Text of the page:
Tiger Woods was awesome. Before his 33rd birthday he had won 14 major golf championships. Jack Nicklaus held the record at 18 majors. Woods was closing fast. But then something happened. Tiger Woods stumbled. He’s now trying to recover but his rivals are tough. It might be hard to believe, but 779 players are currently ranked ahead of him. Legendary golfer Johnny Miller says, “It’s crowded at the top.” In the past, he says, it was easier for great players to stand out.

That goes for most sports–and for actively managed mutual funds. In the past, it was easier for a good fund manager to beat the market. If a manager knew that small stocks, value stocks and high quality stocks with momentum often beat the index, that fund could win. These are called factor-based premiums. They’re like refined golf swings. But the days of applying them and whipping people have gone the way of wooden clubs. They’re no longer winning weapons.

In The Arithmetic of Active Management, Economic Nobel Prize Winner William F. Sharpe says the average actively managed stock market dollar will earn the market’s return. Here’s what that means. If the stock market gains 8 percent, including dividends, the typical actively managed stock market dollar would have earned about 8 percent, before fees. To gain an edge, an active fund manager must beat his or her peers. But like Tiger Woods’ competition, those peers keep getting better. The only way to guarantee that you’ll beat most of the pros is with a low-cost index fund.

American Funds is a fabulous actively managed fund company. But they want you to invest based on what they used to do. That’s like betting money on Tiger Woods today.

The firm’s website displays a championship-winning chart. Five of its actively managed funds trounced the S&P 500 between 1976 and 2016. It says, “So the next time you hear ‘You can’t beat the index’ consider American Funds long-term track record.”

Look closely at that chart. It appears that their funds are pulling further and further ahead of the stock market index. But let’s draw back the curtain. Recent scores aren’t as strong as that colorful graphic claim.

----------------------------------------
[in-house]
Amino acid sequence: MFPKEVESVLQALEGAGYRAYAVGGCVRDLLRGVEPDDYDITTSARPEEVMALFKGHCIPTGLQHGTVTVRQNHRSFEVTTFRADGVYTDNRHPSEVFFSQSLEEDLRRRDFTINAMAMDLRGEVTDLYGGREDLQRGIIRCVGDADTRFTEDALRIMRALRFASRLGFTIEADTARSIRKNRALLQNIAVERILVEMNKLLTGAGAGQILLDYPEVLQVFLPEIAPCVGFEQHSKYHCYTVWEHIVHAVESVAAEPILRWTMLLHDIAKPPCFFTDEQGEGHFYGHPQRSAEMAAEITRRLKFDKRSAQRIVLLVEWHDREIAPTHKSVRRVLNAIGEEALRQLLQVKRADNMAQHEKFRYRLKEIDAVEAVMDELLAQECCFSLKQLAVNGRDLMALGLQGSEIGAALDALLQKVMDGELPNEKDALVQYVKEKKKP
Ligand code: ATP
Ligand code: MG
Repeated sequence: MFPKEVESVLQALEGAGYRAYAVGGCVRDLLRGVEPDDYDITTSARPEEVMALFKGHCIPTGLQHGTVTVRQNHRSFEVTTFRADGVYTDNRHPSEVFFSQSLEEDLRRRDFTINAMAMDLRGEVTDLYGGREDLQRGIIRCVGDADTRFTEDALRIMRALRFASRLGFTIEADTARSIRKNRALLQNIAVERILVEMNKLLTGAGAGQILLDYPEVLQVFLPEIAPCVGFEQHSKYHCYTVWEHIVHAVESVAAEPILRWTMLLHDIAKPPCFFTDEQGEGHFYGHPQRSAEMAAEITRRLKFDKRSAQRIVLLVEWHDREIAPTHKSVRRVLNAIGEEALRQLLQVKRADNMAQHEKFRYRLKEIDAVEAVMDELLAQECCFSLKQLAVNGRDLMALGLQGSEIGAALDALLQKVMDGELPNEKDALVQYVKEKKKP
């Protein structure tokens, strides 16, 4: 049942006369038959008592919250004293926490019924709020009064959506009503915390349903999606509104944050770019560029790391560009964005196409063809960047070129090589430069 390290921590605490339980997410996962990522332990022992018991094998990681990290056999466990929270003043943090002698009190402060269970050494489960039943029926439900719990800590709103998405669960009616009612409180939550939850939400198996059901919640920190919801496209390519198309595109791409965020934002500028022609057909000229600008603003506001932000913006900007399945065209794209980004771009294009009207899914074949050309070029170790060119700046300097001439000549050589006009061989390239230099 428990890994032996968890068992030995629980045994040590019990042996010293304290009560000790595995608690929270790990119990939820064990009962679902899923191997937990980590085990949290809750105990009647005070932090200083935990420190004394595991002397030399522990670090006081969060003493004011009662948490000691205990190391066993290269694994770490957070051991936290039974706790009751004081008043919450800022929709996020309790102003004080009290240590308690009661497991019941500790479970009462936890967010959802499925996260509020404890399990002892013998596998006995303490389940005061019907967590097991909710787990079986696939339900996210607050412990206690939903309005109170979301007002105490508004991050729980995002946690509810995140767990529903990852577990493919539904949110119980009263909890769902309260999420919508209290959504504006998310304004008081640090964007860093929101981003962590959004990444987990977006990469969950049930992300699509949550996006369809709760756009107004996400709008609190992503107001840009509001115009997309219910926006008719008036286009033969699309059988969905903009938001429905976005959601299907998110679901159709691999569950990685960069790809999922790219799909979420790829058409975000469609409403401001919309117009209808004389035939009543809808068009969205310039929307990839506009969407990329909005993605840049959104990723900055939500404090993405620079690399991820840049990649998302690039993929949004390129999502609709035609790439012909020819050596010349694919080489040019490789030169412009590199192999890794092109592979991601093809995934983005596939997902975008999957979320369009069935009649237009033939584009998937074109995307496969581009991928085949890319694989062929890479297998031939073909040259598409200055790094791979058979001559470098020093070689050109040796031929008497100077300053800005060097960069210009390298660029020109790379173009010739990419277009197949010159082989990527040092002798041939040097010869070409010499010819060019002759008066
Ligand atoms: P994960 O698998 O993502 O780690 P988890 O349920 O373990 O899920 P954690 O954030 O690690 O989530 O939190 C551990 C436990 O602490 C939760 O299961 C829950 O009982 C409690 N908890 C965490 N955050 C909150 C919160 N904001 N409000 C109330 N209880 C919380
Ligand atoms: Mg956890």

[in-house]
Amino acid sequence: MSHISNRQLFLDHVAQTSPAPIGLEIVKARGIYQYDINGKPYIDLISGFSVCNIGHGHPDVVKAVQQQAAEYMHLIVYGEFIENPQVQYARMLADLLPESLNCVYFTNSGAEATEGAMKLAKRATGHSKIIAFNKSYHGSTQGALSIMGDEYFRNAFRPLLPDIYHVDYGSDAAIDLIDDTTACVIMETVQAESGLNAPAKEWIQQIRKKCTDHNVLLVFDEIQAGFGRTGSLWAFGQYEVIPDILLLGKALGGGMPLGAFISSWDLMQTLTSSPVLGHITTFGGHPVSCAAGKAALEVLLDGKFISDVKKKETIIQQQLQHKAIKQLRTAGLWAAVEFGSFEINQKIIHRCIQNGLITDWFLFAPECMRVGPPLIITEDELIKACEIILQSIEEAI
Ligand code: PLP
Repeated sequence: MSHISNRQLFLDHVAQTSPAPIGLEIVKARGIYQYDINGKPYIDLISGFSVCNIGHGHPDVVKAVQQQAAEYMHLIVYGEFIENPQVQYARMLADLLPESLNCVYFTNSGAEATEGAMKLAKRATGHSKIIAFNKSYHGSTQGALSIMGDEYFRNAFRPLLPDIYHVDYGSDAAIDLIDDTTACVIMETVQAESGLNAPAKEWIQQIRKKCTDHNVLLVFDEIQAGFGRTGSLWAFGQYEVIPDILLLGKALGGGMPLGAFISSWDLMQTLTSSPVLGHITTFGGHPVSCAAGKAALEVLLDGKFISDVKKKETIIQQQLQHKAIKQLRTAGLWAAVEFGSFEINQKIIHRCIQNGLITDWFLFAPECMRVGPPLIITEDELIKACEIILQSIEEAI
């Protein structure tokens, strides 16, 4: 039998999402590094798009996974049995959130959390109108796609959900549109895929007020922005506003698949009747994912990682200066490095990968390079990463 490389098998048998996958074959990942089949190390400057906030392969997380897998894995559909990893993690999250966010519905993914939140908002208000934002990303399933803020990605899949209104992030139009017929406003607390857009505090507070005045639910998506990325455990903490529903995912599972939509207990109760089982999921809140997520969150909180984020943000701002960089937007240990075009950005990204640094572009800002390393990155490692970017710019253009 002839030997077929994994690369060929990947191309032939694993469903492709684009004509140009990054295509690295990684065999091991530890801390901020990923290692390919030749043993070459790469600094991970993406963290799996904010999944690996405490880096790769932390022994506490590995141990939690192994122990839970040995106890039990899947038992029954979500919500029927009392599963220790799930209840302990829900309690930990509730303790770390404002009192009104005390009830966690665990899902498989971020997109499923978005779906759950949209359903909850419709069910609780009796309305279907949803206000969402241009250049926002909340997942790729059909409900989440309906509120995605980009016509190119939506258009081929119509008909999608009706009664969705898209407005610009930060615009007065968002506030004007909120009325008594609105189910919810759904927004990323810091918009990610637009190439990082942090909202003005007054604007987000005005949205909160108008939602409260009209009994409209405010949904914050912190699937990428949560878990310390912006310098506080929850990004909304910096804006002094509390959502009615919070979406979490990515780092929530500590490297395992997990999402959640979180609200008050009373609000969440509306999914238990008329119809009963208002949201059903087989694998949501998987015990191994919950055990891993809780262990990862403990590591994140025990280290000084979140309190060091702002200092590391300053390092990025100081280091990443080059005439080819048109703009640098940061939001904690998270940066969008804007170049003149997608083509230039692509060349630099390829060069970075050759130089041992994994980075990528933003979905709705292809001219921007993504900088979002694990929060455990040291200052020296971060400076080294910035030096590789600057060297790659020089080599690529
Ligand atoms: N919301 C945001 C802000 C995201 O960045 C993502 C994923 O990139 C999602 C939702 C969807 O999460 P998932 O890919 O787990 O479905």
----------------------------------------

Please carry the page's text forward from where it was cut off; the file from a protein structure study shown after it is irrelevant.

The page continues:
Vanguard’s S&P 500 vs. American Funds
1976-2016

Vanguard’s S&P 500 vs. American Funds 1976-2016

I averaged the returns of these winning mutual funds to April 14, 2017. According to Morningstar, Vanguard’s Total Stock Market Index (VTSAX) beat them over the past 1, 3, 5, 10, and 15-year periods.

Vanguard’s Total Stock Market Index vs. American Funds
Compound Annual Returns - Ending April 14, 2017

1 Year 3 Years 5 Years 10 Years 15 Years
American Funds Growth Fund Of America (AGTHX) 16.44% 11.21% 14.03% 7.22% 8.05%
American Funds AMCAP Fund (AMCPX) 11.17% 9.13% 13.15% 7.67% 7.59%
American Funds Washington Mutual Investors (AWSHX) 13.55% 9.42% 12.87% 6.52% 6.90%
American Funds Investment Company of America (AIVSX) 13.78% 9.92% 13.37% 6.51% 7.20%
American Funds America Mutual Fund (AMRMX) 12.61% 9.18% 12.06% 6.67% 7.15%
American Funds Average 13.51% 9.77% 13.09% 6.91% 7.37%
Vanguard Total Stock Market Index Admiral (VTSAX) 14.89% 10.39% 13.42% 7.28% 7.72%

According to the SPIVA Scorecard, index funds trounced most actively managed funds over the past 15 years. Indexes beat 92.15 percent of large-cap funds. Only one of the American Funds managed to keep pace.

But when we add its 5.75 percent sales commission that one lost too. A $10,000 investment in the American Funds Growth Fund Of America (AGTHX) would have grown to $29,980 over the past 15 years. The same investment in Vanguard’s Total Stock Market Index Admiral Shares (VTSAX) would have grown to $30,510.

The active fund falls further behind when we consider monthly contributions. If $500 were invested monthly in the American Funds top-performing fund it would have grown to $220,357 during the 15-year period ending March 31, 2017. If it were invested in Vanguard’s Total Stock Market Index Admiral (VTSAX) it would have grown to $235, 249.

Tiger Woods might win another major championship. American Funds might also pull off the odd surprise. But in both cases, their dominant days are now well behind them.

Andrew Hallam is a Digital Nomad. He’s the author of the bestseller, Millionaire Teacher and The Global Expatriate's Guide to Investing: From Millionaire Teacher to Millionaire Expat.